Friday, 6 January 2017

The Cruise of Naromis by G. A Jones


There’s a fairy tale aspect to this book’s genesis – a daughter finding in the attic her father’s account of a cruise he took with some friends and deciding to publish it. But it’s the timing and itinerary of the journey itself that make it such an extraordinary tale. The crew of the Naromis are young men who enjoy cruising, meeting people, and sharing a few drinks. But there’s another telling sentence in the introduction his daughter wrote which gives their voyage a wider perspective: ‘He was’, she writes ‘afraid of being afraid’. And fear was an understandable part of the mix at the time because it was August 1939, he was 21 years old and their trip would take them across the North Sea to the Baltic and even to Germany.

The result is an account which combines anecdotes of the ‘ordinary’ fun and perils of small boat cruising with descriptions of uneasy encounters with minesweepers and other warships all obviously preparing for the conflict that was about to start. It’s reminiscent of the famed ‘Xmas truce’ of 1914, which highlighted the coexistence of the horrors of war and the simple humanity of those involved in waging it. In the course of their voyage the crew meet and befriend various people, including Germans, and for the writer, George Jones, the encounters are ‘normal’ and interesting. Simultaneously, though, he’s forced to acknowledge the evidence of tension and threat embodied in the vessels past which they sail. As they enter a German port, children onshore wave and smile 'at the hated English', the crew make ‘temporary political adjustments’ with their German drinking friends, and ‘good will’ prevails in their relations with nearly all the Germans they meet. At the same time, George notes that some of the places they visited would soon be ‘targets for Bomber Command’.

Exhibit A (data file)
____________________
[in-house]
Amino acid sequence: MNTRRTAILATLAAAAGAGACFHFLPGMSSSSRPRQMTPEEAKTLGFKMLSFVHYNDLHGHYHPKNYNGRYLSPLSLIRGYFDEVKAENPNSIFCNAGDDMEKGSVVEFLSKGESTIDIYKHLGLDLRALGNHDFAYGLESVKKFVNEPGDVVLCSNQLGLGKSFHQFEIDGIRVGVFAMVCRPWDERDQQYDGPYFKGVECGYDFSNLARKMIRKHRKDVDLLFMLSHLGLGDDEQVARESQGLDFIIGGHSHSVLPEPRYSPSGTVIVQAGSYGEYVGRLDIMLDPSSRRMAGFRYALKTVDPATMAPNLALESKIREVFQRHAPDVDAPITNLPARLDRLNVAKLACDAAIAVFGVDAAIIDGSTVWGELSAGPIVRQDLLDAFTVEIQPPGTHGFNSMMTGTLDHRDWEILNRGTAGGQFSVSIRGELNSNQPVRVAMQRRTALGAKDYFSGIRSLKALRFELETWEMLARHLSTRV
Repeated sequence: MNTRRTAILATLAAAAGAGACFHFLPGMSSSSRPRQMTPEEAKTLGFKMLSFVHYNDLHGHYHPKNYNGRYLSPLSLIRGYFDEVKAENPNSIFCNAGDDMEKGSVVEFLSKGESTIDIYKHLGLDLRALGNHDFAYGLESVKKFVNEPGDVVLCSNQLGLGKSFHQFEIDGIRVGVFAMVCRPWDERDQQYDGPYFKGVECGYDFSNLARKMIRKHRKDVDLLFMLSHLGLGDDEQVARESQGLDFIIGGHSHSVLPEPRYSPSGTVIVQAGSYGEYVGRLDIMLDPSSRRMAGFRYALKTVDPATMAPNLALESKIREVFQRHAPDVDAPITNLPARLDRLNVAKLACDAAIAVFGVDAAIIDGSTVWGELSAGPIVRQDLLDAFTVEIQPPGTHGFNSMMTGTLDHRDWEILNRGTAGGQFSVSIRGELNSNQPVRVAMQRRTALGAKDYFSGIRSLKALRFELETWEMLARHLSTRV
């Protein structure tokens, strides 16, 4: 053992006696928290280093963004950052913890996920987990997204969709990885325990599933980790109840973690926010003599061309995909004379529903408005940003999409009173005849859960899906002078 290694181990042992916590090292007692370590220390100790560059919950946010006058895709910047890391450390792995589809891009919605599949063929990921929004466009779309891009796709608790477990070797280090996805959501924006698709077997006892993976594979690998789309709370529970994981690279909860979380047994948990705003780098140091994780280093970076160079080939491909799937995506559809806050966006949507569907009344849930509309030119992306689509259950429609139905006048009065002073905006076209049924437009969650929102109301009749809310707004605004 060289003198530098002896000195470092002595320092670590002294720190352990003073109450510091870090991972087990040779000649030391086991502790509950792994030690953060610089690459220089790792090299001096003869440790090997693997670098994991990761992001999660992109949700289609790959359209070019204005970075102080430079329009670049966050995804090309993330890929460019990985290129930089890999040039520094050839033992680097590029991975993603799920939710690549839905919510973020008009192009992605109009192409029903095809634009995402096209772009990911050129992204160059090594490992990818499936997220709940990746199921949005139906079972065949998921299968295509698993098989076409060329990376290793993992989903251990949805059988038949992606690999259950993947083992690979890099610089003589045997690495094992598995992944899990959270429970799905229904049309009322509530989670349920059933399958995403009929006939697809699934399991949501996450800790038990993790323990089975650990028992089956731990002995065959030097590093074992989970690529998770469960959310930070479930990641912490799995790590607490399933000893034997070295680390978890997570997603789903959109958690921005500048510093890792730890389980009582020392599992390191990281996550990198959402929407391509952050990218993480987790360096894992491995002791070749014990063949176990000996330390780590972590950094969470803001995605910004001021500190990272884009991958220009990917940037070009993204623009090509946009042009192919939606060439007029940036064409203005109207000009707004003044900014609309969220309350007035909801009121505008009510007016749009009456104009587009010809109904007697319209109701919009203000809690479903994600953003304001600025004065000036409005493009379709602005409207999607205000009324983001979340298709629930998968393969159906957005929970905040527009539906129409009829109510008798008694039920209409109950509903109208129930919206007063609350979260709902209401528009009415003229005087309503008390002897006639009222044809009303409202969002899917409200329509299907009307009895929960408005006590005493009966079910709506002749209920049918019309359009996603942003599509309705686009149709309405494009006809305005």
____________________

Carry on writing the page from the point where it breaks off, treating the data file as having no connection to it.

The immediacy and unadorned frankness of his observations are strangely reassuring and yet their very ‘ordinariness’ serves to underline the true horror of what the next six years would bring. Indeed, the end of the trip in a way reflects the contrasts and essence of the whole experience. On the final leg of the voyage on September 1st, the Naromis ran aground a few miles north of the Humber. The crew waded ashore but returned later and  had to ‘sit in the sloping cabin waiting for the tide’ to lift her off again. The various activities associated with the whole incident are recorded with humour and warmth. On the same day, Germany invaded Poland. Two days later, war was declared.

The main account is book-ended by an introduction and afterword written by George’s daughter, Julia, who edited his notes for publication. Her love for and pride in her father are self-evident but equally, she’s sensitive to the 'unreality' of the whole enterprise, and the afterword in particular stresses the awfulness of war's ghastly intrusion into the innocence of daily things. The whole book is a fascinating read and provokes reflection on the huge gap that separates those wielding power and the rest of us who suffer the consequences of its misuse.